Safety Alert ,Preventing battery explosions

Guidance about preventing explosions from starter batteries fitted on back-up diesel
engine systems (powering emergency generators, fire booster pumps etc) in buildings.

There have been a number of battery explosions recently,
involving automotive starter batteries fitted to back-up
(emergency) diesel engine systems.
Fortunately no-one has been injured from these incidents.
However such explosions have the potential to inflict serious
injuries, such as permanent blindness, and can be the cause of
building fires.
Investigations by WorkSafe indicate the explosions were not
related to an accident or a by-product of maintenance
processes at the time of the explosions. The explosions have
typically occurred several months after the battery was
In each instance, the batteries involved were the larger
automotive ‘maintenance free’ type with no provisions for
periodic topping up with water of the electrolyte (internal acid
fluid), and of a size typically fitted to heavy duty trucks,
agricultural plant etc.
‘Maintenance free’ is a misused description for starter
batteries. Even where batteries do not require periodic water
additions, maintenance requirements still extend to charging,
cleaning battery tops, periodic re-tightening of battery
connections, testing to confirm the working condition of the
battery etc.
According to the Australian Battery Industry Association
(ABIA), this type of automotive battery is designed for starting,
lighting and ignition (SLI) duties in vehicles where battery state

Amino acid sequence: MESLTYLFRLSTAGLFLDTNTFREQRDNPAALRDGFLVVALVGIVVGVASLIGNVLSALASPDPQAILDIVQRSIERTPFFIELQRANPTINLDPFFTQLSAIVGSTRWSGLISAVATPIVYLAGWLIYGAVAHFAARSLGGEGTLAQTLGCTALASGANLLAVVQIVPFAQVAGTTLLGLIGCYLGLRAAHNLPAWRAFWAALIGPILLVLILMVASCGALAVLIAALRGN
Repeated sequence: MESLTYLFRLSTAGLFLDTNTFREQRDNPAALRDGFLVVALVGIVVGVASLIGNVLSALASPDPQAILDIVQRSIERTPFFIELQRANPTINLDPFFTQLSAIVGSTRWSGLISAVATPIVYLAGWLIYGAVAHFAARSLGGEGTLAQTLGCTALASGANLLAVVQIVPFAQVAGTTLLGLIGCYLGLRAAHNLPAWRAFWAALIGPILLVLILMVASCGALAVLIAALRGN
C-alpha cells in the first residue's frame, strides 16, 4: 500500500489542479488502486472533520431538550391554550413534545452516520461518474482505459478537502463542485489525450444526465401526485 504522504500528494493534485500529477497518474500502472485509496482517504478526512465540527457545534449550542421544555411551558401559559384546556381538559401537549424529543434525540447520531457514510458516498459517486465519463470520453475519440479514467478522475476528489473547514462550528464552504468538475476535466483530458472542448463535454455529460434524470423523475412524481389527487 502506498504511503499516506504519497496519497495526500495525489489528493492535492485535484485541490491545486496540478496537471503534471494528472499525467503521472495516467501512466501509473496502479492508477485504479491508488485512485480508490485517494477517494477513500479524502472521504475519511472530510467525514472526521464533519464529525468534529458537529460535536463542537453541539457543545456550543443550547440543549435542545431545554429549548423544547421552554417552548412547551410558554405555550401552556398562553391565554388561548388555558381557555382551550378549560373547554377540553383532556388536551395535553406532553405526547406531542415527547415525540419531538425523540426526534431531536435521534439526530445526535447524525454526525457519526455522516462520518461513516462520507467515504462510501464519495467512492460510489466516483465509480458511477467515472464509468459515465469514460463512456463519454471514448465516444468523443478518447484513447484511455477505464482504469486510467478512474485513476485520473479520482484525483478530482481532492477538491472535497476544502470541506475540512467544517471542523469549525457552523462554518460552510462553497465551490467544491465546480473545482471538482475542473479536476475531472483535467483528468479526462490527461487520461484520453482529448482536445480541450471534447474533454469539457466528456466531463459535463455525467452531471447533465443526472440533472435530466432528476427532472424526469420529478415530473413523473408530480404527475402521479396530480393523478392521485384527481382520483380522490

of charge is maintained by the vehicle alternator but only
during times when the engine is running.
In such applications, charge received from the alternator is
offset with partial discharges from repeat starting, ‘engine off
lights on’ periods etc.
ABIA advises automotive type batteries are not designed for
applications that involve continuous float (trickle) charge as is
almost always the case in diesel engine powered back-up
When subjected to constant charging, the usual benign end of
working life and failure modes experienced by automotive type
batteries on trucks etc are replaced by an increased risk of
explosion due to internal changes in the battery, largely related
to placing such batteries under continuous charging.

WorkSafe investigations and consultation with industry
sources shows that:
• ‘maintenance free’ automotive type batteries that cannot be
periodically topped up with water, in conjunction with
constant float charging, are not suitable for standby diesel
engine starting applications
• operating starting batteries at temperatures above 25ºC will
lead to higher water loss and shorter service life. The higher
the temperature, the greater the rate of water loss and
shorter the service life
• ‘maintenance free’ automotive type batteries that cannot be
periodically topped up with water in conjunction with
constant float charging can produce explosions with the
associated potential of injury to anyone present and the risk
of fire.